Celebrating Black History Month in SF
The night ended with a song. And how fitting that it was not a farewell song but a welcome. Poet Ramona “Mona” Webb sang a bittersweet tribute to New Orleans. “Welcome to the Big Easy, baby.” She was closing out a night of spoken word put on by sfnoir as part of their ninth annual Black History Month Celebration. This year’s celebrations center on the contributions of African Americans to the culinary arts. But sfnoir executive director Herve Ernest was sure to point out that the exploration of the production of Black culture does not just involve Black participants. Jewish poet Josh Healey prefaced his set with a humorous reminder of the complicated ways culture and identity evolve through exchange saying that, though he happily accepted the invitation to be there last night, he first had to check that it was indeed an event put on by sfnoir for Black History Month. It was a light joke about a seriously interesting process.
I wish I could let the poets speak for themselves here, but it would be impossible to recreate the impact of last night. The poets each spoke about food in incredibly different ways, reminding us of what food can-and can’t-do. The poets included host Poetri, Lynne Alicia Elman, Joshua Merchant, and Kirya Traber as well as Josh Healey and Ramona “Mona” Webb. They might have mentioned foods we thought we were familiar with, eggplant or a lamb chop, but each artist presented the experience anew and used the medium of spoken word to do that in different ways. And so the second floor of the Museum of the African Diaspora became the site of that complicated process of cultural production, consumption, appropriation, modification, narration, and exchange. It happened between each poet, between each member of the audience. It sounds too simplistic right? That we could come to a nuanced appreciation of ourselves and others across cultural and personal lines over the course of a single night? But I have this suspicion that this is how it happens, measured in one night increments, in stanzas and lines. It happens when we listen to each other.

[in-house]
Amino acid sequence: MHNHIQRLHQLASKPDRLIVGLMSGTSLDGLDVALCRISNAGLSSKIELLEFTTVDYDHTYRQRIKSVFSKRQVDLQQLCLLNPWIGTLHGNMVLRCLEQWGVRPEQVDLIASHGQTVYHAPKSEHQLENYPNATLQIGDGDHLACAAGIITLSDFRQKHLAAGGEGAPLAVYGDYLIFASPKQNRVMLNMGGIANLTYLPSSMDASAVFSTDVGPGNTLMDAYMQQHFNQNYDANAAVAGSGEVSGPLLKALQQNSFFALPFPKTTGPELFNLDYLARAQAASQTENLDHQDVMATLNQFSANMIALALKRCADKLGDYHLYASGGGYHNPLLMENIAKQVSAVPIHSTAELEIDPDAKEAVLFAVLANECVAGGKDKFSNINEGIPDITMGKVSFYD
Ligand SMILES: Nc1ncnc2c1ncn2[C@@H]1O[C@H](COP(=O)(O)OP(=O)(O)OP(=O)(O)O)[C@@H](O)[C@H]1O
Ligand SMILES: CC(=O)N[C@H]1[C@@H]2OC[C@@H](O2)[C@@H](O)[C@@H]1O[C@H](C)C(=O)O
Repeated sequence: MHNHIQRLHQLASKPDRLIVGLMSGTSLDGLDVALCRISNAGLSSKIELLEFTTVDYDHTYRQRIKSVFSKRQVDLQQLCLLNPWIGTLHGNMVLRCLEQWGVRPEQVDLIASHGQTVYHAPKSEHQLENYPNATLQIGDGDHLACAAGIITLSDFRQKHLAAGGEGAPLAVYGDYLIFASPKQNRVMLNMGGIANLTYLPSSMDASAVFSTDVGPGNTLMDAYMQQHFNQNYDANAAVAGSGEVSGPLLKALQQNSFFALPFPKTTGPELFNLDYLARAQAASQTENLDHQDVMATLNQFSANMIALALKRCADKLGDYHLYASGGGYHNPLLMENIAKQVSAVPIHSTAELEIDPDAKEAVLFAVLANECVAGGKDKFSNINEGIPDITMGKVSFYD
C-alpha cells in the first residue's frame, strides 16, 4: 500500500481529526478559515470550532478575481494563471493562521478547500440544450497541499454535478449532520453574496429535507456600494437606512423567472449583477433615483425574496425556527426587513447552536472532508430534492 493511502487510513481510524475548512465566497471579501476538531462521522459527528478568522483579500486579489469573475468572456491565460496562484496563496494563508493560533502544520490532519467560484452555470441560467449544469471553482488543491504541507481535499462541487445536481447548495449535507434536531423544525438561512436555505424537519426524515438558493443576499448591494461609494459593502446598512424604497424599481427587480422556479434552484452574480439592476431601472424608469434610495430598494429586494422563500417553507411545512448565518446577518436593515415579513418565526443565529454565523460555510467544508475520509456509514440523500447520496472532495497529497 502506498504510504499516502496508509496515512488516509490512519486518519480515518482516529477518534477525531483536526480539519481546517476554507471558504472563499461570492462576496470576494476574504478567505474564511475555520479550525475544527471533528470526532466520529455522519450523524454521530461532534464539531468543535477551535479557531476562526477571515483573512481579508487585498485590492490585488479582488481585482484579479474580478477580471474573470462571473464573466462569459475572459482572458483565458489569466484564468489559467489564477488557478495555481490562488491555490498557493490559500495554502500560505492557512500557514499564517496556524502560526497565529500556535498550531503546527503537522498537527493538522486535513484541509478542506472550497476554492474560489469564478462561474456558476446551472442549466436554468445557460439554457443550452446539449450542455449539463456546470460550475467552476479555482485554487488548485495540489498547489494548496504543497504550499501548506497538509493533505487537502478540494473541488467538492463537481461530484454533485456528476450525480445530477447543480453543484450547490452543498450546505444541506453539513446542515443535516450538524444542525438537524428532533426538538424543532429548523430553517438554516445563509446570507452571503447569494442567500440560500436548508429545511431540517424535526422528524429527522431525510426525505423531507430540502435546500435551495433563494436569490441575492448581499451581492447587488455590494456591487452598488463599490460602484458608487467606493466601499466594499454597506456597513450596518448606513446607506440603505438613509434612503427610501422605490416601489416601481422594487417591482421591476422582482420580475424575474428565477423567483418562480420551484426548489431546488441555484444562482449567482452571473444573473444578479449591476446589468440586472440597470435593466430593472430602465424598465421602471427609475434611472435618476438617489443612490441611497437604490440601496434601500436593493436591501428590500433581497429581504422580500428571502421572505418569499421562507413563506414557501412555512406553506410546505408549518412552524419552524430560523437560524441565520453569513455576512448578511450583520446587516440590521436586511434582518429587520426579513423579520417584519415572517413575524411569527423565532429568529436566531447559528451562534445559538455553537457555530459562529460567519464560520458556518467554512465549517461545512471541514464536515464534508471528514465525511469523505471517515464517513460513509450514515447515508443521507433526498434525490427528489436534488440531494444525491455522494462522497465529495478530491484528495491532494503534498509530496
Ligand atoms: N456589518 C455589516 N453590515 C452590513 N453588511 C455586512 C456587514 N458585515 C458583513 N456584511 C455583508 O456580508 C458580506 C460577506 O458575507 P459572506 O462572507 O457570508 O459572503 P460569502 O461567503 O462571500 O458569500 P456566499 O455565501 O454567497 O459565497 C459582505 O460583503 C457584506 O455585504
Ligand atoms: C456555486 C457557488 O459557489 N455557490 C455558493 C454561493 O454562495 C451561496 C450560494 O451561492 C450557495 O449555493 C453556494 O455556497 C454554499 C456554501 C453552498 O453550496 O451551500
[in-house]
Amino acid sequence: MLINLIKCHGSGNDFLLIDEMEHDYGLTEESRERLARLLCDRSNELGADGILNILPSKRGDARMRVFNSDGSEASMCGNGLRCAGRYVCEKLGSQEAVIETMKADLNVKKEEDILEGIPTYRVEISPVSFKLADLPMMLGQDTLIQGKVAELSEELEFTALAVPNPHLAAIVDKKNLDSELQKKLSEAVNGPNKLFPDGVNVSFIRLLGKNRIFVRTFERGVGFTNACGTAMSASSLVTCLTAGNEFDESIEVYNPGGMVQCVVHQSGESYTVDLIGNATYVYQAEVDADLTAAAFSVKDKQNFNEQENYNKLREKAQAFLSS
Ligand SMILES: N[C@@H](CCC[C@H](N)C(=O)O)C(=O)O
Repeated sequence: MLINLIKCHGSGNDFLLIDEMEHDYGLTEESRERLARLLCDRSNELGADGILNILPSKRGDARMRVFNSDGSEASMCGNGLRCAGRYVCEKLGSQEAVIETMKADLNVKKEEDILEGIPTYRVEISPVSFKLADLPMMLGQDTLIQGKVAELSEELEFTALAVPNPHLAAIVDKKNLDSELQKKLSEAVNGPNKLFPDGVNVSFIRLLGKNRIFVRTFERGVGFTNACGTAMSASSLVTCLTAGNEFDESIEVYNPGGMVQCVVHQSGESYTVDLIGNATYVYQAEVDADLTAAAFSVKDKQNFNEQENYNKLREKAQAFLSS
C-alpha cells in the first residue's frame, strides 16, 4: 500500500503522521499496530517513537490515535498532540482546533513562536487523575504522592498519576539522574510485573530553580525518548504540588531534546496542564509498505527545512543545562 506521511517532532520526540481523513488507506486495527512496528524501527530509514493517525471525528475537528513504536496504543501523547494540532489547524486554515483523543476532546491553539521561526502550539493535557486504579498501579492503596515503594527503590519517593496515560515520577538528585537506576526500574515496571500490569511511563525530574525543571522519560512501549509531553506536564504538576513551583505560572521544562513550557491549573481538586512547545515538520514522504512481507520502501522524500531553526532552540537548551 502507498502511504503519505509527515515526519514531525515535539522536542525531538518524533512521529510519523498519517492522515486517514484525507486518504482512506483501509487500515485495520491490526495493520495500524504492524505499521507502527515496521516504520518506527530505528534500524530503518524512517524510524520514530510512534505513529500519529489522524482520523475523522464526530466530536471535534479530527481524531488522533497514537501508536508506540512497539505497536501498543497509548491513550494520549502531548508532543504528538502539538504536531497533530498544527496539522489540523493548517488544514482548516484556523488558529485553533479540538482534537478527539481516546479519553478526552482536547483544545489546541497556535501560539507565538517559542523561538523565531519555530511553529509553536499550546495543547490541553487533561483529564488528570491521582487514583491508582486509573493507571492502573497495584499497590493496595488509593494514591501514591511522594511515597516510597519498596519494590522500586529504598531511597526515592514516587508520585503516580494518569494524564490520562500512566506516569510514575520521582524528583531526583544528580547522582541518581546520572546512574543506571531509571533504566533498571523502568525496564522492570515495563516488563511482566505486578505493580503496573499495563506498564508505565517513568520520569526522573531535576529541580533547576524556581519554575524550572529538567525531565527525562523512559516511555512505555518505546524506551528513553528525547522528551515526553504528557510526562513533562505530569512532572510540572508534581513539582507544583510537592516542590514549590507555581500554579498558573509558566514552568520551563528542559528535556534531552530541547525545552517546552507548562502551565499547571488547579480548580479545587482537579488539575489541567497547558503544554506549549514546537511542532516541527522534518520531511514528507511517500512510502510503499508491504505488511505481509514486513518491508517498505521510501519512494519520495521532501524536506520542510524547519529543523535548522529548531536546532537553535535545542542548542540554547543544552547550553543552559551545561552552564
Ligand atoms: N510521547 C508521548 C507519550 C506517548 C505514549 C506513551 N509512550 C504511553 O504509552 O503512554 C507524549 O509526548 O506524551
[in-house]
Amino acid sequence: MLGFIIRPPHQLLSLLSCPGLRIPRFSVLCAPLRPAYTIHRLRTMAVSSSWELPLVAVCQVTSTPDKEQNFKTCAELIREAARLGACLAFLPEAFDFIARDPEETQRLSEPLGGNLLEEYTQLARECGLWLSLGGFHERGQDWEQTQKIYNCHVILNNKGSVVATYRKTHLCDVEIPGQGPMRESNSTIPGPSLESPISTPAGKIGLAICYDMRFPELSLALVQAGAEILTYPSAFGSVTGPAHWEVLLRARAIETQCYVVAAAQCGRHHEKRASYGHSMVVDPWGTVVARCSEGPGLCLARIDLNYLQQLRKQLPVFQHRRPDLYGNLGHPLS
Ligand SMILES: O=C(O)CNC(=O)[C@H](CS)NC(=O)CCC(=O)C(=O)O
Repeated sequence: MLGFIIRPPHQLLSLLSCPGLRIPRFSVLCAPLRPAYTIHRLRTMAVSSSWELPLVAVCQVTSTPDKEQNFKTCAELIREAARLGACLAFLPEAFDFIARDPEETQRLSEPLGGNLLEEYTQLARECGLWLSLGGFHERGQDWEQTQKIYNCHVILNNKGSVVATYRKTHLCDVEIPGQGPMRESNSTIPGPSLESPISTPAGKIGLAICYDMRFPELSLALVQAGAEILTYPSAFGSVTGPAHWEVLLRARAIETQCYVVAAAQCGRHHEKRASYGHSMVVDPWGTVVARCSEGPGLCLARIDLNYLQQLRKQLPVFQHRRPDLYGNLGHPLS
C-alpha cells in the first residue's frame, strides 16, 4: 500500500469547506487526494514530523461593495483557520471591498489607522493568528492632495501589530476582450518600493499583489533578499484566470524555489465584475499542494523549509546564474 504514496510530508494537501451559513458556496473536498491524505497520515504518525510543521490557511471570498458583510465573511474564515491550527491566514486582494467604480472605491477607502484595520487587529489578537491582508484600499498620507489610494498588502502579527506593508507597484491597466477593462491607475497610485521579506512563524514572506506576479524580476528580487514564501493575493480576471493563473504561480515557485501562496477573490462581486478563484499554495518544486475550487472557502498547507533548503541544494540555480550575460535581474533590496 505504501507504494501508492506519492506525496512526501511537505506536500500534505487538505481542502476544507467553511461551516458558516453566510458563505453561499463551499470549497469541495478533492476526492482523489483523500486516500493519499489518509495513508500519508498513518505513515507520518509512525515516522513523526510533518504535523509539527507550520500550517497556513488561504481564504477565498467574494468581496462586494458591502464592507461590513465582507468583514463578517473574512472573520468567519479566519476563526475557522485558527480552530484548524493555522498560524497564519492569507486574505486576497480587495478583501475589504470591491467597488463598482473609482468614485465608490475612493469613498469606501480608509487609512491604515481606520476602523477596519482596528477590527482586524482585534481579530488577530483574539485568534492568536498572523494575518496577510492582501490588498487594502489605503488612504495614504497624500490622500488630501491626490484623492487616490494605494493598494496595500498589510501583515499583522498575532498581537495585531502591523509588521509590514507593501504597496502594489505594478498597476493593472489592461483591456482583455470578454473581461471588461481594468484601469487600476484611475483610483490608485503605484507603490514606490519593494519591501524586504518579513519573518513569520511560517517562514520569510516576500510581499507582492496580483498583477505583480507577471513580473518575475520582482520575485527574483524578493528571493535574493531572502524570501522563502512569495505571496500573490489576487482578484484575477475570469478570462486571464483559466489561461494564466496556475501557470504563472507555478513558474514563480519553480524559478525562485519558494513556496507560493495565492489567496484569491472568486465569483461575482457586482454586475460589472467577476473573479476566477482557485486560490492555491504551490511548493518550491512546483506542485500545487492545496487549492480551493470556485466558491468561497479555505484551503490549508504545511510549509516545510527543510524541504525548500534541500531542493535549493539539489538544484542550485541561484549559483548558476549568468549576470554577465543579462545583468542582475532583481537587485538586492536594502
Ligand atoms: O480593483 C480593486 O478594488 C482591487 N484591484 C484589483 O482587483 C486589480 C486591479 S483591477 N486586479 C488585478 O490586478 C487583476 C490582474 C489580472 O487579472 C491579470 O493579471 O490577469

And this listening happens in a variety of ways. Josh Healey read a poem about seven years of vegetarianism and a single lamb chop at a friend’s barbecue. He built up the defense, the explanation of vegetariansim and then he slowly let it fall apart. Holes in the fortress came in the form of a stubborn bowl of grandma’s matzo ball soup. She insisted on using chicken broth because that was how she had always done it. And suddenly the bowl was transformed. She was not offering chicken broth with matzo balls and perhaps a few carrots, she was offering herself, her past, her present, and asking that her future be honored. So to say food is complicated is as useful as saying culture is complicated, but there is no other way to spin it. It’s up to us to work through these things, to articulate and narrate our own identities and to listen to and honor the narratives of others.
I’m not an aspiring spoken word artist but I am going to try to start recording my food memories, save them in a cookbook, and hand them down to my children with the family recipes. I encourage all of you to do the same. And if you need inspiration, be sure to check out the rest of sfnoir’s events including a Meet and Greet with vegan soul food chef Bryant Terry tonight 6pm-8pm at Marcus Books in the Fillmore and a Wine and Food Gala Saturday night 7pm-11pm at 101 Second St. to sample Caribbean, Soul, Cajun, Vegan, Southern, Creole, and African food.